"The Piers: Art and Sex along the New York Waterfront" Exibition

Leslie-Lohman Museum of Gay and Lesbian Art

poster for "The Piers: Art and Sex along the New York Waterfront" Exibition

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The Piers: Art and Sex along the New York Waterfront is the first museum exhibition to focus exclusively on the uses of the Hudson River docks by artists and a newly emerging gay subculture. It presents over 70 works of art that demonstrate how the gay liberation movement--spurred by the 1969 Stonewall riots--transformed the cultural and social landscape of New York. For the first time such seminal works of the New York avant-garde as Vito Acconci's Untitled Project for Pier 17, Gordon Matta-Clark's, Day's End and David Wojnarowicz's series Arthur Rimbaud in New York, will be shown alongside little known photographs of the gay cruising scene by Leonard Fink, Frank Hallam, Lee Snider, and Rich Wandel.

After years of persecution and repression in the 1950s and 60s, the counter-culture revolution of the late 1960s brought about many cultural changes; this was especially true of changes in sexual attitudes. Public nudity and sex were becoming more accepted, especially as subject matter for artists seeking new forms of expression. In the post-Stonewall era, these new-found freedoms were swept up into a changing socio-political and historical landscape that gave rise to the gay rights movement. The New York Piers, where many gay New Yorkers gathered in the late 1960s and 1970s, where these new sexual freedoms were often played out, became the crossroads for an emerging gay subculture and for artists of that period.

Between 1971 and 1983, the piers were the site of an enormous range of works by artists as different as Acconci and Peter Hujar, Shelley Seccombe and Tava, Matta-Clark and Arthur Tress. Many of these same dilapidated structures were a locus for gay men to sunbathe naked, cruise and have sex. At the edge of Greenwich Village, this "arena for sexual theater," became the backdrop for elaborate photographic tableaus by Fink, Stanley Stellar and Tress. The Italian filmmaker Ivan Galietti saw the piers as an updated version of the ruins of Pompeii. These same ruins provided abackdrop for Jack Smith to perform Sinbad Glick for Uzí Parnes's camera.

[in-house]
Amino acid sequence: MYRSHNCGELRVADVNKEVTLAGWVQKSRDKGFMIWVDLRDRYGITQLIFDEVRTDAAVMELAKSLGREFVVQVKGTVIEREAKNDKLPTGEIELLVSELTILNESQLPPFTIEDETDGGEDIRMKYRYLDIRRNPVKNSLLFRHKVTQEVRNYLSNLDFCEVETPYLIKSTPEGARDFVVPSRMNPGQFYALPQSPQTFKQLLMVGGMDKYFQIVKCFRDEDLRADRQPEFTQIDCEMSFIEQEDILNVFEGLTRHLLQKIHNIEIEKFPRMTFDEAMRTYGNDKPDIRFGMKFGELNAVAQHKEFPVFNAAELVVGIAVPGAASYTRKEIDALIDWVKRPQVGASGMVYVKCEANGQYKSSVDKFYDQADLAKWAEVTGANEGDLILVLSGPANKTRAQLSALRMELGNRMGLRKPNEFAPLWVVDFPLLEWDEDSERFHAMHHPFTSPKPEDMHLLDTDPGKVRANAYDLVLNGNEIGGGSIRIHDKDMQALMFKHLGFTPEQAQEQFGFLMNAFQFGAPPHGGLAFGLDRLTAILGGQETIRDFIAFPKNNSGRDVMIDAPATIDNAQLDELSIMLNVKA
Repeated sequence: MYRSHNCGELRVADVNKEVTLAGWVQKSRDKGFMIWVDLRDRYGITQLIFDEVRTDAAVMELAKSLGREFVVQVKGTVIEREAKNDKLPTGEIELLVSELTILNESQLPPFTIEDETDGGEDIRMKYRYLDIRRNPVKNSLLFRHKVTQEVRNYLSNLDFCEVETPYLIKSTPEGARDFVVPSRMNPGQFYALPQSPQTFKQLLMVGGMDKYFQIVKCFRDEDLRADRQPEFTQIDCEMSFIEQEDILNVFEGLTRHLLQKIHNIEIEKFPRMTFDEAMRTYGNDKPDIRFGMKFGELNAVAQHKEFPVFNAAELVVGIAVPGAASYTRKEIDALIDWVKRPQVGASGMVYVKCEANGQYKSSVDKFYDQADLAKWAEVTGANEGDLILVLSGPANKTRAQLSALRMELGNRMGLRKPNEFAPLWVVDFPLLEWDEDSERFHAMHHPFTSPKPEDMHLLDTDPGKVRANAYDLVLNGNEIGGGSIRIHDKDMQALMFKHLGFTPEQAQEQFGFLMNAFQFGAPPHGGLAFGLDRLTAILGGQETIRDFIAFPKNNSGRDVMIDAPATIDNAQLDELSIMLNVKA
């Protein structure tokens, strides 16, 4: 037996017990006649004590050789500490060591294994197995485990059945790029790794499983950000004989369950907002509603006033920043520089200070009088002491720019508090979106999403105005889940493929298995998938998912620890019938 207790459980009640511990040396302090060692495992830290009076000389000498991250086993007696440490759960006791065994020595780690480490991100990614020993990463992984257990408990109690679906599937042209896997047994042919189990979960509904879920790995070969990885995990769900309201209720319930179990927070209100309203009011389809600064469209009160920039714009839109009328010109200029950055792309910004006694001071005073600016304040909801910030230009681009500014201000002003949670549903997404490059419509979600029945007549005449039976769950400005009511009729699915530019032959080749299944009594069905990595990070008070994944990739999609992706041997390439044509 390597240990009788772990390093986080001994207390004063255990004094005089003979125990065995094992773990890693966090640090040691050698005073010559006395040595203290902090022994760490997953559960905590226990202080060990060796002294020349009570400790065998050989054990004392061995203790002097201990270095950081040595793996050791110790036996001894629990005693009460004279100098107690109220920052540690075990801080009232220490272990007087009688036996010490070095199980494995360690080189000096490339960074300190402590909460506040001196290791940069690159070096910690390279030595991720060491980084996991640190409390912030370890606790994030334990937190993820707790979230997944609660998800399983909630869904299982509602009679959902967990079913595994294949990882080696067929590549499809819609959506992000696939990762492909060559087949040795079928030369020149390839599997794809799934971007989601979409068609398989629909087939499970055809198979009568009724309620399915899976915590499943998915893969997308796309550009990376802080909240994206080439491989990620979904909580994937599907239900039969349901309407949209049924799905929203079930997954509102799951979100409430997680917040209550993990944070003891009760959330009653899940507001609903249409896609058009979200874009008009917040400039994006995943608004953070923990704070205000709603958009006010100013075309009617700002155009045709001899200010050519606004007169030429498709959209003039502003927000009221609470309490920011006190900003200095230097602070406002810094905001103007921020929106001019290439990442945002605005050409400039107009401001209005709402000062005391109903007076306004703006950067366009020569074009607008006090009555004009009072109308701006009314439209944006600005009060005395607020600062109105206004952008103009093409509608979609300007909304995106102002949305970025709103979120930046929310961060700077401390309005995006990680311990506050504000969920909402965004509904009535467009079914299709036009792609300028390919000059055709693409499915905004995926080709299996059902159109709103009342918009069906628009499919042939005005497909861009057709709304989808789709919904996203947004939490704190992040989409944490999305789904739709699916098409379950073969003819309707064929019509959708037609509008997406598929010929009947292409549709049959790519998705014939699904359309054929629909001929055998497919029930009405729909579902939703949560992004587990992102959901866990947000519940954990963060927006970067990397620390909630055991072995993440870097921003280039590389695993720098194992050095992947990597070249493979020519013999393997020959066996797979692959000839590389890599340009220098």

In 1983 Wojnarowicz and Mike Bidlo took over Pier 34 and made it an extension of the East Village scene. In Andres Sterzing's photographs of the projects by such artists as Louis Frangella, John Fekner, David Finn, and Judy Glantzman, there is a marvelous sense of freedom and community. In general, the piers below Fourteenth Street, were in Gordon Matta-Clark's words a site of "interest, fascination and value," but also risk and sexual adventure.

Jonathan Weinberg, Ph.D. is a painter, and author of Ambition and Love in Modern American. He is a recipient of a 2002 Guggenheim Fellowship. He won a grant from the Creative Capital/AndyWarhol Foundation to pursue his research on the piers and is currently writing a book entitled Pier Groups: Art and Identity along the New York Waterfront, 1971-1983.

Darren Jones is a Scottish artist, based in New York. He received a BA (Hons) from Central Saint Martins, London (1997) and his MFA from Hunter College, New York (2009). He has had several national and international exhibitions. Jones also works as a curator and is a contributing writer for ArtUS.



from April 05, 2012 to July 07, 2012
A panel discussion with the artists and curators will be held at the NYU Fales Library on April 12, from 6-7:30pm.

Opening Reception on 2012-04-04 from 18:00 to 20:00

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